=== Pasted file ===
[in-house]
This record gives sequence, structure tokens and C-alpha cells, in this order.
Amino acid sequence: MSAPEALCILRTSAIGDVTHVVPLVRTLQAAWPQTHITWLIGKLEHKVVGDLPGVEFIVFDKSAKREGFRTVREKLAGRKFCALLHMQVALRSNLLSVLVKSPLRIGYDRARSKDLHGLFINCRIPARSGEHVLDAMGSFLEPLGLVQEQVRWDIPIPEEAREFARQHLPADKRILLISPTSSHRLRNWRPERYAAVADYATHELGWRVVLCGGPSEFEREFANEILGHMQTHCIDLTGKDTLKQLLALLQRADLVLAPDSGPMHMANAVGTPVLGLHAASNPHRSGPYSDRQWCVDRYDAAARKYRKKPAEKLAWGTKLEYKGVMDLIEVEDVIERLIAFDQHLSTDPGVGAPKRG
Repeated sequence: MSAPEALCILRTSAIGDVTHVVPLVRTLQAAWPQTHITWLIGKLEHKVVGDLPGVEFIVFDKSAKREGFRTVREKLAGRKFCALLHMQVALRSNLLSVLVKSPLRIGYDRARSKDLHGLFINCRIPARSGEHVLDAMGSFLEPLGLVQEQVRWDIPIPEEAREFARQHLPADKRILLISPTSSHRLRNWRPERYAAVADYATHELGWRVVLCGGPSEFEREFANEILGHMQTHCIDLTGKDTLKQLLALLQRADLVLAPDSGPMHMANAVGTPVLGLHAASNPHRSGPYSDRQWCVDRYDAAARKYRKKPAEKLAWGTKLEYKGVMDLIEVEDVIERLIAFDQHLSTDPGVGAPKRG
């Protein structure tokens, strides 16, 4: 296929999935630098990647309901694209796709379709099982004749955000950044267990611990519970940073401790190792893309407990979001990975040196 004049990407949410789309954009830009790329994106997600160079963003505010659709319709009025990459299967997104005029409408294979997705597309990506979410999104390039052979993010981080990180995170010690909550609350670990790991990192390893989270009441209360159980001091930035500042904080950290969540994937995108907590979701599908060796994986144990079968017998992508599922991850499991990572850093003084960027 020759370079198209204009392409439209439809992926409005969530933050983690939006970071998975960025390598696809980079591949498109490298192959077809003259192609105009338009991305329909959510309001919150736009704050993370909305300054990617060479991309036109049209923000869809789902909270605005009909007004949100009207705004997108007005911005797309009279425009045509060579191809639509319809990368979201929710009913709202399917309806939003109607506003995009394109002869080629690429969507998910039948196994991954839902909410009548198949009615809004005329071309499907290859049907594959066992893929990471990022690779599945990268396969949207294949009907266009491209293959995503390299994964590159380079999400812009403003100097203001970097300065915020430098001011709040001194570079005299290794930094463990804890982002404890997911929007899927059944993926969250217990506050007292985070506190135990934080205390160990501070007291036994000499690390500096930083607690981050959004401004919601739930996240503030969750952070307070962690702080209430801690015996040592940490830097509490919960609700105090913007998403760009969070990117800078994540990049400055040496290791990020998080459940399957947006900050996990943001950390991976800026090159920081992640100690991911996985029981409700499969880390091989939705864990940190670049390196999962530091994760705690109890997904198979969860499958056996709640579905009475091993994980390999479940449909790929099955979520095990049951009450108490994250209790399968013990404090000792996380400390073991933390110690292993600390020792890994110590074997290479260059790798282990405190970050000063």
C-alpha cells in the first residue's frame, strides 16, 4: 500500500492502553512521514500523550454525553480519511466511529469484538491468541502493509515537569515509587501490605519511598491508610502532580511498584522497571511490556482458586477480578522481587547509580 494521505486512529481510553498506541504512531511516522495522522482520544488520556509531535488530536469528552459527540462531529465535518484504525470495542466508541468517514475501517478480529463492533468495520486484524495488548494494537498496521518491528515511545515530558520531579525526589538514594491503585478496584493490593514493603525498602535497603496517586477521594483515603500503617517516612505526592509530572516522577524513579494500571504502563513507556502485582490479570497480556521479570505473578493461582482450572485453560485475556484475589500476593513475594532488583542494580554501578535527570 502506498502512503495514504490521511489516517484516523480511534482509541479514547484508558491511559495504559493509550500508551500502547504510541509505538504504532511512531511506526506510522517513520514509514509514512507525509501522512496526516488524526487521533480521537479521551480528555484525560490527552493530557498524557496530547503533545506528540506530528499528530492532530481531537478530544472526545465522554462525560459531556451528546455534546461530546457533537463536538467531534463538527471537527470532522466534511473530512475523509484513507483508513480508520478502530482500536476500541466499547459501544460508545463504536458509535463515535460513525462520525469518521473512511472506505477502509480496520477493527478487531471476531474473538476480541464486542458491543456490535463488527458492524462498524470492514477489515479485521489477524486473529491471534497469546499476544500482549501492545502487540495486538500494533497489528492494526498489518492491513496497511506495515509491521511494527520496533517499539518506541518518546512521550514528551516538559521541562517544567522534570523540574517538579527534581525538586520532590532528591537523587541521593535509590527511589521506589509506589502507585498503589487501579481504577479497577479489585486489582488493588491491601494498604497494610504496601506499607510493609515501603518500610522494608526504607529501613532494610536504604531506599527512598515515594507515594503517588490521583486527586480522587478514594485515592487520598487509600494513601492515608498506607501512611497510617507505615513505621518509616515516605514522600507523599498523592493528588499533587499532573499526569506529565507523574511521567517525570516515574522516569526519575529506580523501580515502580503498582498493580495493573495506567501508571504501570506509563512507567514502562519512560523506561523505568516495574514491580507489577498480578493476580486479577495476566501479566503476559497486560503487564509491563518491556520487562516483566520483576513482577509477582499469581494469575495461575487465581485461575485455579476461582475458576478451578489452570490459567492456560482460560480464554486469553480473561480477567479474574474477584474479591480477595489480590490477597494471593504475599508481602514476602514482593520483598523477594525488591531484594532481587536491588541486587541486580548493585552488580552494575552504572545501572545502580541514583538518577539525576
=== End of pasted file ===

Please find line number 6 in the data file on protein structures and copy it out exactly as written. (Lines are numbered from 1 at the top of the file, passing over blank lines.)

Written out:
C-alpha cells in the first residue's frame, strides 16, 4: 500500500492502553512521514500523550454525553480519511466511529469484538491468541502493509515537569515509587501490605519511598491508610502532580511498584522497571511490556482458586477480578522481587547509580 494521505486512529481510553498506541504512531511516522495522522482520544488520556509531535488530536469528552459527540462531529465535518484504525470495542466508541468517514475501517478480529463492533468495520486484524495488548494494537498496521518491528515511545515530558520531579525526589538514594491503585478496584493490593514493603525498602535497603496517586477521594483515603500503617517516612505526592509530572516522577524513579494500571504502563513507556502485582490479570497480556521479570505473578493461582482450572485453560485475556484475589500476593513475594532488583542494580554501578535527570 502506498502512503495514504490521511489516517484516523480511534482509541479514547484508558491511559495504559493509550500508551500502547504510541509505538504504532511512531511506526506510522517513520514509514509514512507525509501522512496526516488524526487521533480521537479521551480528555484525560490527552493530557498524557496530547503533545506528540506530528499528530492532530481531537478530544472526545465522554462525560459531556451528546455534546461530546457533537463536538467531534463538527471537527470532522466534511473530512475523509484513507483508513480508520478502530482500536476500541466499547459501544460508545463504536458509535463515535460513525462520525469518521473512511472506505477502509480496520477493527478487531471476531474473538476480541464486542458491543456490535463488527458492524462498524470492514477489515479485521489477524486473529491471534497469546499476544500482549501492545502487540495486538500494533497489528492494526498489518492491513496497511506495515509491521511494527520496533517499539518506541518518546512521550514528551516538559521541562517544567522534570523540574517538579527534581525538586520532590532528591537523587541521593535509590527511589521506589509506589502507585498503589487501579481504577479497577479489585486489582488493588491491601494498604497494610504496601506499607510493609515501603518500610522494608526504607529501613532494610536504604531506599527512598515515594507515594503517588490521583486527586480522587478514594485515592487520598487509600494513601492515608498506607501512611497510617507505615513505621518509616515516605514522600507523599498523592493528588499533587499532573499526569506529565507523574511521567517525570516515574522516569526519575529506580523501580515502580503498582498493580495493573495506567501508571504501570506509563512507567514502562519512560523506561523505568516495574514491580507489577498480578493476580486479577495476566501479566503476559497486560503487564509491563518491556520487562516483566520483576513482577509477582499469581494469575495461575487465581485461575485455579476461582475458576478451578489452570490459567492456560482460560480464554486469553480473561480477567479474574474477584474479591480477595489480590490477597494471593504475599508481602514476602514482593520483598523477594525488591531484594532481587536491588541486587541486580548493585552488580552494575552504572545501572545502580541514583538518577539525576